Pyro and Pyro II
Watching a bonfire, open hearth or firepit is mesmerising, hypnotic, intoxicating, and transfixing. There is so much to understand about this simple but fundamental chemical combustion. Fire can destroy and allow regrowth when used appropriately. Fire has many ritualistic connotations, such as lighting votive candles. Fire is an example of plasma, one of the four fundamental states of matter, along with solids, liquids, and gas. The Pyro series considers this heady mix of spirituality and science.
The pandemic was a call to notice what is happening to our planet. One concern is carbon capture because so much sequestered carbon is being released into the atmosphere, mostly by burning fossil fuels and our rainforests. When fossil fuels are burned, they release large amounts of carbon dioxide, a greenhouse gas, into the air. Greenhouse gases trap heat in our atmosphere, causing global warming.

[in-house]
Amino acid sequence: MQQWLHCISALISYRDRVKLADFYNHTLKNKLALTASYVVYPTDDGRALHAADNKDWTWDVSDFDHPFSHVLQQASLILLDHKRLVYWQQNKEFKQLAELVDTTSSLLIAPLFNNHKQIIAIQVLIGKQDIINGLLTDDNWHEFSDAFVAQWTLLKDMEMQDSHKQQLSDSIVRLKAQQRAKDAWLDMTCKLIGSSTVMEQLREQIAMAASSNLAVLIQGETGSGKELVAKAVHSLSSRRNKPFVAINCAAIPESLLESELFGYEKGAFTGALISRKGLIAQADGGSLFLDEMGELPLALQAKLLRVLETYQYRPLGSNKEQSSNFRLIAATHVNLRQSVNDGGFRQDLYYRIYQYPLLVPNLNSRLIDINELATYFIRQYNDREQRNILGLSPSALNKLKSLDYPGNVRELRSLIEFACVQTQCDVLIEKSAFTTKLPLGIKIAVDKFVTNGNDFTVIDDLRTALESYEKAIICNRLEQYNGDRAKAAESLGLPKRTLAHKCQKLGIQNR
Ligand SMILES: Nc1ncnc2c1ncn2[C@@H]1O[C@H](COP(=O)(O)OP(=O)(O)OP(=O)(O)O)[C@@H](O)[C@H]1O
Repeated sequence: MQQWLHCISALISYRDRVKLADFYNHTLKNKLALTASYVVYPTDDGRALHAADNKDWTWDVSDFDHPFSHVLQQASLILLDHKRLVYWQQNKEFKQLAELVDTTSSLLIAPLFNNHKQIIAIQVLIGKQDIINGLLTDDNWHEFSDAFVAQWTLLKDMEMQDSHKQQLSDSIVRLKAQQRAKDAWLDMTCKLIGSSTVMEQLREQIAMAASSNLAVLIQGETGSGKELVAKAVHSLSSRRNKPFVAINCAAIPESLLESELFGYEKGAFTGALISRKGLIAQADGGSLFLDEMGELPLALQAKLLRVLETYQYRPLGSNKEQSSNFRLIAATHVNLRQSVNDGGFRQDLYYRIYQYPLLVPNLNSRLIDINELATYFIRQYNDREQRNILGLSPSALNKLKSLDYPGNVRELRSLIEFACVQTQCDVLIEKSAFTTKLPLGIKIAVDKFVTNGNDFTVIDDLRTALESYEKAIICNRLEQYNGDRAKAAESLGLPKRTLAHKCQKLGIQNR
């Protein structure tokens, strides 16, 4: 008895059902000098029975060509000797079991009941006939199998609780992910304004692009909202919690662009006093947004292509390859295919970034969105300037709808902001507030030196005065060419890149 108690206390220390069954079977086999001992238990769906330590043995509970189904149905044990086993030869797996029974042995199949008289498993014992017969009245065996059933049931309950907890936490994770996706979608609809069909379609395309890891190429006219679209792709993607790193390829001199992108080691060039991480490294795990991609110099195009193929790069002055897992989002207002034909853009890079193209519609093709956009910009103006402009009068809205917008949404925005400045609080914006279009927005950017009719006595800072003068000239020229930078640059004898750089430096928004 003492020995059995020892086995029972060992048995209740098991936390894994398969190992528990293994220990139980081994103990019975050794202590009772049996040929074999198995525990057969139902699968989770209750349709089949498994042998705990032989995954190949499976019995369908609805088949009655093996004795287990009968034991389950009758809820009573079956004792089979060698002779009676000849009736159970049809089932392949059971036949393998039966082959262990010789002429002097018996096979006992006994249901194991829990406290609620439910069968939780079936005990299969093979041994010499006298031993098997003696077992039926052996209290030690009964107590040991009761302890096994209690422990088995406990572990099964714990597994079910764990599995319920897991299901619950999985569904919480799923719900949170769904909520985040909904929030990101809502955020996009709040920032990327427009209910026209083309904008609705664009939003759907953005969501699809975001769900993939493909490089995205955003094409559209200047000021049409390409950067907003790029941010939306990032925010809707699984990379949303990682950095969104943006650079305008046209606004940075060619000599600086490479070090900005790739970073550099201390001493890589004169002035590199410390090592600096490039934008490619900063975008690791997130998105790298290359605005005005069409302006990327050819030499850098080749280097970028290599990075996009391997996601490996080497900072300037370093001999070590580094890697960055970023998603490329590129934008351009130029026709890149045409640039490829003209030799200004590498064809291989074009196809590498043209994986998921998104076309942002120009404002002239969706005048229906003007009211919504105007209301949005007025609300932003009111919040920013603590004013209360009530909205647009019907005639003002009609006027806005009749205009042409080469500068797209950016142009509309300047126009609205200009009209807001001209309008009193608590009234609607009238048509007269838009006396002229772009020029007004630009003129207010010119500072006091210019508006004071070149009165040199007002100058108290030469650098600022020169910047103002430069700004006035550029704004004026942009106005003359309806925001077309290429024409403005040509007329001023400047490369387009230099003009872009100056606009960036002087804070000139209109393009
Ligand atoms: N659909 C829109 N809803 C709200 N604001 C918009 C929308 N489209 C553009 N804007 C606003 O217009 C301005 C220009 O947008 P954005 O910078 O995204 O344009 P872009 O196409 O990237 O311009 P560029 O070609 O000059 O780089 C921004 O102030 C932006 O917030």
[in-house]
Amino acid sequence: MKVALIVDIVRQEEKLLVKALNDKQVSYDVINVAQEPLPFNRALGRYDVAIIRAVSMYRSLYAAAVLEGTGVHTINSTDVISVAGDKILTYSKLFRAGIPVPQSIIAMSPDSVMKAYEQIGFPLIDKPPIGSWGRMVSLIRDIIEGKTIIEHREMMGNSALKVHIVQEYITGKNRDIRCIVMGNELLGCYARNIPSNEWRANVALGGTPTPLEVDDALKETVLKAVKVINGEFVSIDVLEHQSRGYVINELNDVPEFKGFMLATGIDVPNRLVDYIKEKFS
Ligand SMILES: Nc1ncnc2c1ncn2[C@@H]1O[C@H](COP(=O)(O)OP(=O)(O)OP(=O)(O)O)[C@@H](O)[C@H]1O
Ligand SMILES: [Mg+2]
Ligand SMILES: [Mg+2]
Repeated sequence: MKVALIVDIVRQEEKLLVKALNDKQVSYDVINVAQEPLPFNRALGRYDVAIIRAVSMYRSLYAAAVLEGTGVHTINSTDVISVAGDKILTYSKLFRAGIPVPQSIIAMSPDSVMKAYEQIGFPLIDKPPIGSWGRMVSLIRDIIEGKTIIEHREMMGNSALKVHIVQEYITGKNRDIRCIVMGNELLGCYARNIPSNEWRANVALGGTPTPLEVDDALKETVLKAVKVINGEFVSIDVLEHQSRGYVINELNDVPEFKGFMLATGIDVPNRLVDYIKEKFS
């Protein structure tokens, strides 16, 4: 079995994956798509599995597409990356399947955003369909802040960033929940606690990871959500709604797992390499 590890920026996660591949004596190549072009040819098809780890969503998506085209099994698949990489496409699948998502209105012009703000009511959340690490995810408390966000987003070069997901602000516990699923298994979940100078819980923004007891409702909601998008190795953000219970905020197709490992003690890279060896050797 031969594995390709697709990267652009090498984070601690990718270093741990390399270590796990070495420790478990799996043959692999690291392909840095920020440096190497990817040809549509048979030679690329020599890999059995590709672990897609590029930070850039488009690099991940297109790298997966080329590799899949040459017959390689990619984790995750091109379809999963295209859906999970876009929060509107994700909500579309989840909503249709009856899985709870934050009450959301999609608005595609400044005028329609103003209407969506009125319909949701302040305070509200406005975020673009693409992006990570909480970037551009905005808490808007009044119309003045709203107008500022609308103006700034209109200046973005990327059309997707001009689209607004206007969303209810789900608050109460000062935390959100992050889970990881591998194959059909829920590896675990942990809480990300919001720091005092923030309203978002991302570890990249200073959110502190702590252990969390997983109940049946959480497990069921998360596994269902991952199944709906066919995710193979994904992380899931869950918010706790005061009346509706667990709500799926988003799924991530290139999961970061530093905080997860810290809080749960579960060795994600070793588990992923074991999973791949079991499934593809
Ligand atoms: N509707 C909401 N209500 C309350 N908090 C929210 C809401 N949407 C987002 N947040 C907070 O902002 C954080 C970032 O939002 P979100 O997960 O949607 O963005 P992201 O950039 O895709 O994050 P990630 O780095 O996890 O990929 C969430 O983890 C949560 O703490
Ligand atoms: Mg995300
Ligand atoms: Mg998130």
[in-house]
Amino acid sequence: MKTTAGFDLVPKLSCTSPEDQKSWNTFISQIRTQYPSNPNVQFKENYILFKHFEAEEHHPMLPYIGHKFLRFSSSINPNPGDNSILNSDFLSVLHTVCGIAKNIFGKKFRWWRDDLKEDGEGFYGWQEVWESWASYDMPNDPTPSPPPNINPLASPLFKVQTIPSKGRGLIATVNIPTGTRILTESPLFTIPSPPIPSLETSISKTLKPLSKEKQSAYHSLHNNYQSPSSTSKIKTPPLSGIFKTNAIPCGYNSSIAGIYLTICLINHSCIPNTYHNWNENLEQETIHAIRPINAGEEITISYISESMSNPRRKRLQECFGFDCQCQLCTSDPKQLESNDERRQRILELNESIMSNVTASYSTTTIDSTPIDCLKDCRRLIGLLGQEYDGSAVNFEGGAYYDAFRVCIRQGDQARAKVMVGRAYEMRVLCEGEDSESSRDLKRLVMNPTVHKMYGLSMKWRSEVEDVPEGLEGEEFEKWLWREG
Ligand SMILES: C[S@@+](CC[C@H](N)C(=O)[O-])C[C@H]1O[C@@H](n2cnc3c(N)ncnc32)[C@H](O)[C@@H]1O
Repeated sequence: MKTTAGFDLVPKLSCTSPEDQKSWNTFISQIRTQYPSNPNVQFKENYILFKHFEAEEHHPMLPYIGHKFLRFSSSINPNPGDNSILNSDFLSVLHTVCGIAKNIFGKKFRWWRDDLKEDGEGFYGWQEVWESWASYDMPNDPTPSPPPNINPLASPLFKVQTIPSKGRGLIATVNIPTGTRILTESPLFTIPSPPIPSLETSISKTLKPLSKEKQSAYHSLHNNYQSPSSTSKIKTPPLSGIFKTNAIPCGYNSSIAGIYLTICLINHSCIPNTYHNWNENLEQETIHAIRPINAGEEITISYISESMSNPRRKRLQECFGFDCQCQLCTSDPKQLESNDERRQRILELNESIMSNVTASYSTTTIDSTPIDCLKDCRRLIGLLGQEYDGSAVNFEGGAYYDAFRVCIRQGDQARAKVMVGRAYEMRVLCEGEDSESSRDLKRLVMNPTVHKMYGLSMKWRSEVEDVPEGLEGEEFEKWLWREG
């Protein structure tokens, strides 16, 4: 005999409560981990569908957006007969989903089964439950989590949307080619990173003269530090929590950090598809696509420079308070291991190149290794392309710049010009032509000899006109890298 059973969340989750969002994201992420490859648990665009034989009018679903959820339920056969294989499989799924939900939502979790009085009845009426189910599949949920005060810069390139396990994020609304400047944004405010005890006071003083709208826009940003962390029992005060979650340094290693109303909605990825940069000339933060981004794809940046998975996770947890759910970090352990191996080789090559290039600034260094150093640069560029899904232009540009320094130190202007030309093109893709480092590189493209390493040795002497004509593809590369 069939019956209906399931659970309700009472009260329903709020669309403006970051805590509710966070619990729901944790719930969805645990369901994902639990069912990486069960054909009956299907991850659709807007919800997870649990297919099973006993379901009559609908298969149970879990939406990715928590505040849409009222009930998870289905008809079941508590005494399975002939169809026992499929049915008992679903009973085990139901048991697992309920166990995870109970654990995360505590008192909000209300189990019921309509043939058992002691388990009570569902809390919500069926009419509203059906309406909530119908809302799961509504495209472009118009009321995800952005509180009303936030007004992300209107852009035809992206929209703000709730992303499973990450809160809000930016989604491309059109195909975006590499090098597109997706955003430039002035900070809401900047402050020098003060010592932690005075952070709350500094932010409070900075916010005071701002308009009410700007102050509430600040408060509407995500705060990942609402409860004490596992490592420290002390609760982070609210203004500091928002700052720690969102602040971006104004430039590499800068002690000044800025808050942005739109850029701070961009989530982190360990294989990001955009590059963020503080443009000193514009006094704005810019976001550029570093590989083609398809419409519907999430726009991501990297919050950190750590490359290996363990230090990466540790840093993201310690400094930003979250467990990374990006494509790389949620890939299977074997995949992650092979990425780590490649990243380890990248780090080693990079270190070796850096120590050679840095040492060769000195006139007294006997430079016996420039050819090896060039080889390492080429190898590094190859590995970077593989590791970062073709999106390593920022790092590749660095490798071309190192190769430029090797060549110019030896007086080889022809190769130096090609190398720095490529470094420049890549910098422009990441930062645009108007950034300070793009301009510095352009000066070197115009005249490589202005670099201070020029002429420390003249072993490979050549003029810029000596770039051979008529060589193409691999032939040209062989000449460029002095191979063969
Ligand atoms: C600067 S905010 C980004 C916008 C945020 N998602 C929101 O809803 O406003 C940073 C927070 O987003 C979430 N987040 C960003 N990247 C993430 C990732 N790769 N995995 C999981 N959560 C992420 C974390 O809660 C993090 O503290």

The Pyro series can be seen as a flaming alarm of climate change, a call to notice the problems, identify and understand the issues which we can change to make a real difference to the health of our planet. Pyro is also a celebration of this fundamental state of matter, prompting a conversation about our use of fire and an acknowledgement of its power to transfix and enhance our lives.
The work is a collaboration between sculptor Rebecca Newnham, who has a special interest in glass and artist filmmaker Lizzie Sykes, who specialises in responses to landscape. Lizzie was hands-on in the creation of the works and has created a film which accompanies the Pyro series.
Pyro and Pyro II are glass wall panels with a concave timber frame, with singed edges. The glass was painted with glass enamels in response to the flames which blackened the frame and helped to dry the enamels. The frame encourages the viewer to draw closer, to inspect and examine the glass surface. The surface of Pyro is made from 1000s of tiny glass squares, mosaiced to undulate and scintillate. Pyro II is made up of triangles, a symbol of fire.